Pluggable Authentication Modules (PAM)

Pluggable Authentication Modules (PAM)

Programs which give privileges to users must properly authenticate each user. For instance, when you log into a system, you provide your username and password, and the log in process uses this username and password to verify your identity.
Pluggable Authentication Modules (PAM) allows the system administrator to set authentication policies for PAM-aware applications without having to recompile authentication programs. PAMdos this by utilizing a pluggable, modular architecture. Which modules PAM calls for a particular application is determined by looking at that application's PAM configuration file in the /etc/pam.d/ directory.
In most situations, you will never need to alter the default PAM configuration files for a PAM-aware application. Whenever you use RPM to install programs that require authentication, they automatically make the changes necessary to do normal password authentication using PAM. However, if you need to customize the PAM configuration file, you must understand the structure of this

Advantages of PAM
When used correctly, PAM provides the following advantages for a system administrator:
. It provides a common authentication scheme that can be used with a wide variety of applications. . It allows great fiexibility and control over authentication for both the system administrator and
application developer.
. It allows application developers to develop their program without implementing a particular authentication scheme. Instead, they can focus purely on the details of their program.

PAM Configuration Files
The directory /etc/pam.d/ contains the PAM configuration files for PAM-aware applications. In
earlier versions of PAM, the file /etc/pam.conf was used, but this file is now deprecated. The
pam.conf file is only read if the /etc/pam.d/ directory does not exist.
Each PAM-aware application or service . as applications designed to be used by many users are
commonly known . has its own file within the /etc/pam.d/ directory.
These files have a specific layout containing calls to modules usually located in the /lib/security/
directory. Additionally, each line within a PAM configuration file specifies a module type, a control
fiag, a path to the module, and, sometimes, module arguments.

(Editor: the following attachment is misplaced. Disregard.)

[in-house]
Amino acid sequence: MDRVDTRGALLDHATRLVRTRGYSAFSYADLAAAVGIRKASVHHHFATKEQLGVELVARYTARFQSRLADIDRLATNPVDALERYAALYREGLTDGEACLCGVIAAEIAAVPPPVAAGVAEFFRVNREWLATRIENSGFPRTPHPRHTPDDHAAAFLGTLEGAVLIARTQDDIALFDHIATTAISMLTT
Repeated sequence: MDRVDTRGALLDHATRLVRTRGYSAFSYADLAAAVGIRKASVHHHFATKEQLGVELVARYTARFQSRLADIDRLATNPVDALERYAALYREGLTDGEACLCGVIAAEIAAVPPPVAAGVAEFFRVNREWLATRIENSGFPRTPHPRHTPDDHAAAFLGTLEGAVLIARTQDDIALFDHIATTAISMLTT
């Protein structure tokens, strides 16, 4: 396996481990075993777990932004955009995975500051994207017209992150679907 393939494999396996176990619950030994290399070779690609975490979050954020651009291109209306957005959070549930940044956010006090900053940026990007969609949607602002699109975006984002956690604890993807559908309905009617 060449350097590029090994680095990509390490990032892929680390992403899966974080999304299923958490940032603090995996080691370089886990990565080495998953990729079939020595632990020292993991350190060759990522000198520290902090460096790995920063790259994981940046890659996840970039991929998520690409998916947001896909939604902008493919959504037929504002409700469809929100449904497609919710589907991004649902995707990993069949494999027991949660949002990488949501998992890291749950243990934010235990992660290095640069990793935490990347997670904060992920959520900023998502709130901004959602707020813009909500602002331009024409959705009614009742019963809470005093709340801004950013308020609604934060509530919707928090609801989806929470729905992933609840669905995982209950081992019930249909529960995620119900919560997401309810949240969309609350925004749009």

PAM Service Names
Each PAM configuration file in the /etc/pam.d/ directory is named after the service for which it
controls access. It is up to the PAM-aware program to define its service name and install its PAM
configuration file in the pam.d directory. For example, the login program defines its service name
as /etc/pam.d/login.
In general, the service name is the name of the program used to access the service, not the program used to provide the service. This is why the service wu-ftpd, defines its service name as /etc/pam.d/ftp. The next four sections will describe the basic format of PAM configuration files and how they use
PAM modules to perform authentication for PAM-aware applications.

PAM Modules
There are four types of PAM modules used to control access to services. These types correlate to
different aspects of the authorization process:
. auth . These modules are used to authenticate the user by, for example, asking for and checking
a password. It can also set credentials, such as group membership or Kerberos tickets.
. account . These modules are used to make sure access is allowed. For example, it can check if
the account is expired, or it can check if the user is allowed to log in at a particular time of day.
. password. These modules are used to set passwords.
. session . These modules are used after a user has been authenticated to manage the user's
session. This module type can also perform additional tasks which are needed to allow access, like
mounting a user's home directory or making his mailbox available.

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